As with many of the buildings erected on the Island, the Smallpox Hospital is faced with locally quarried gray gneiss. The hospital, which is three stories in height, is essentially U-shaped in plan, a configuration formed by the later addition of the north and south wings which flank the original central block of building. This central portion has a low-pitched hip roof which was originally crowned by a tall crenelated cupola with pointed arch openings. The original west facade, now recessed between the wings, is symmetrically arranged with a slightly projecting central pavilion that is three bays in width and projecting end pavilions that is one bay wide. These portions of the building are surmounted by the picturesque crenelated parapets. The windows of the first two floors are rectangular with six-over-six sash, and those on the third floor are designed with pointed, straight-sided arches consisting of stone blocks mitred at the top, an interesting and unusual design. The dramatic focal point of the building is the entryway, which features a heavy stone porch surmounted by a crenelated bay, similar in design to the stone oriel windows of the wings. The entry is further enhanced by the massive tower-like structure above, with a recessed Gothic pointed arch on corbels, crowned by crenelations, and a smaller freestanding pointed arch. The end wings were designed in character with the original central block; the south wing, the work of architects York & Sawyer, was built in 1903-04, and the north wing was added by Renwick, Aspinwall & Owen, successors to the firm of James Renwick Jr., in 1904-05. The only aspect of these wings not inspired by Renwick’ original gothic Revival design was a mansard roof with dormers, intended to provide additional space.
James Renwick, Jr. (1818-1895, pictured to the left), was one of New York’s most fashionable and successful architects. In 1840, he achieved notoriety with his Gothic Revival design for Grace Church, selected in a competition when Renwick, who was entirely self-trained as an architect, was only twenty-five. Renwick designed many other buildings elsewhere New York City, three of which are now designated New York City Landmarks. They include Grace Church, St. Patrick’s Cathedral, and the William E. Doge villa (now the Greyston Conference Center in the Bronx). These three, like the Smallpox Hospital, are in the Gothic Revival style which Renwick favored in the early years of his career. Later in his career, he would also design buildings in the French, Second Empire style. A notable example of this was Charity Hospital on Roosevelt Island. For several years Renwick was Supervising Architect for the Commission of Charities and Correction, during which he designed the Workhouse, the Lighthouse, as well as the Charity and Smallpox Hospitals, on Roosevelt Island; the Inebriate and Lunatic Asylums on Ward’s Island; and the main building of the Children’s Hospital on Randal’s Island.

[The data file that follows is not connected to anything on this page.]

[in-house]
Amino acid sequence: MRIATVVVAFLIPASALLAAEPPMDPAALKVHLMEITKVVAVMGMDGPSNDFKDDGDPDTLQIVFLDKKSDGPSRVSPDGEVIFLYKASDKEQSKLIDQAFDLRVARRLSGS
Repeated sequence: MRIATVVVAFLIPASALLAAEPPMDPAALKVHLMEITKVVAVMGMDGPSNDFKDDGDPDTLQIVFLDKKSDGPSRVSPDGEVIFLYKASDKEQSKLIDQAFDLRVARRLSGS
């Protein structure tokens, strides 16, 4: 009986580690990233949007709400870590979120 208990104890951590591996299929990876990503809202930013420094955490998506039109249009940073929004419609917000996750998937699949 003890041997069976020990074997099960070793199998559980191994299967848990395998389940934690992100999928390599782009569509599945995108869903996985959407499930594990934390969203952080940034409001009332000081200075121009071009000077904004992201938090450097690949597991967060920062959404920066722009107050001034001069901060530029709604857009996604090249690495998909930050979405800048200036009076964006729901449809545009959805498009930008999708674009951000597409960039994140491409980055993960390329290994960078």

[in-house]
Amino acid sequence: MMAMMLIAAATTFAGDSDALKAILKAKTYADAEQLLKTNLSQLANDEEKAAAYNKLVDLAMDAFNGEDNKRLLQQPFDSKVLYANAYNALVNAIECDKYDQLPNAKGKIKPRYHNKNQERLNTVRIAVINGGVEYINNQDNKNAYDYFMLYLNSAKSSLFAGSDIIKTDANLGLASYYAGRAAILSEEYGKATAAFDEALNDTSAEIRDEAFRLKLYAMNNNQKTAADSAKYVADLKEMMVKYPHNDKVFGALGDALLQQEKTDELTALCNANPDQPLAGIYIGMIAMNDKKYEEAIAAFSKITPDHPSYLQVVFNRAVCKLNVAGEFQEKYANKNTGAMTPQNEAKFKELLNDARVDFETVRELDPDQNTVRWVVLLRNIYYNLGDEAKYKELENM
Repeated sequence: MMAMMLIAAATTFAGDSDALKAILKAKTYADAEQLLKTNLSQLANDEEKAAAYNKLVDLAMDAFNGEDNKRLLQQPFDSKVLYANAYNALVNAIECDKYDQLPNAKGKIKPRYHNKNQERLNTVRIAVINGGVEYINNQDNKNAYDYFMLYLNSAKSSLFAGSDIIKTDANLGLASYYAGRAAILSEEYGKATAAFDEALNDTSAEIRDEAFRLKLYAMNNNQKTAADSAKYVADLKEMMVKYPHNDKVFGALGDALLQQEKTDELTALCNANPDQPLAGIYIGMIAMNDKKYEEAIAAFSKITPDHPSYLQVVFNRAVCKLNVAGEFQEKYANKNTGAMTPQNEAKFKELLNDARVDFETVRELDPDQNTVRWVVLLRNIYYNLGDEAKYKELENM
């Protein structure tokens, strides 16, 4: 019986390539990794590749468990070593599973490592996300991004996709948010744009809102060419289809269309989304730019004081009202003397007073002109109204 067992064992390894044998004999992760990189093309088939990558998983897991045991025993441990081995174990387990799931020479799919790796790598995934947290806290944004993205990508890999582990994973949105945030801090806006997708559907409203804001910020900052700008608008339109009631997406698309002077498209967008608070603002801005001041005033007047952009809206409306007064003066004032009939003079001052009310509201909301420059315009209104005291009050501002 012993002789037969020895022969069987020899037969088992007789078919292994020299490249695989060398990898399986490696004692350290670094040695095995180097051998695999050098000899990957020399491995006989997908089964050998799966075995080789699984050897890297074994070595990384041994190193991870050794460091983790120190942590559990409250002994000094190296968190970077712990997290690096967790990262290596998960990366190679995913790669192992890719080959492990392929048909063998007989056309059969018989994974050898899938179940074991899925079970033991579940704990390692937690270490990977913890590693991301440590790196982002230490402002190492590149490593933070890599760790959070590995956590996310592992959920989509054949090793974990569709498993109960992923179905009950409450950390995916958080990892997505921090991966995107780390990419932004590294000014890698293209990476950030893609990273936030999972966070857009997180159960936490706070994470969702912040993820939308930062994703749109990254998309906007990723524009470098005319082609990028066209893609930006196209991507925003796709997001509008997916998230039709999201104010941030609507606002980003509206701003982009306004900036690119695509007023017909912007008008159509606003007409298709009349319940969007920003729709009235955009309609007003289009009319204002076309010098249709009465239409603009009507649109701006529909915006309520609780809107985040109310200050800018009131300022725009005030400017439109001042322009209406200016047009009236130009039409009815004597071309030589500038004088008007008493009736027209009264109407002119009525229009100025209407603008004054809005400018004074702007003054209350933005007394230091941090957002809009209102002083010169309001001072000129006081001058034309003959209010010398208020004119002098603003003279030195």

The Smallpox Hospital could easily become the American equivalent of the great Gothic ruins of England, just as the late 13th century Tintern Abbey in Monmouthshire, which has been admire and cherished since the 18th century as a romantic ruin. Plans have been made to transform the southern tip of Roosevelt Island into a park. Ruins in park settings were so greatly enjoyed in Europe during the 18th century that small “garden fabrics”, which were purely ornamental structures, were built in ruins found on various estates. The Smallpox Hospital, in a park setting, would be of comparable picturesque interest. In Fascination of Decay (1968), Paul Zucker stated that ruins can be “… an expression of an eerie romantic mood … a palpable documentation of a period in the past … something which recalls a specific concept of architectural space and proportion.” The Smallpox Hospital possesses all these evocative qualities.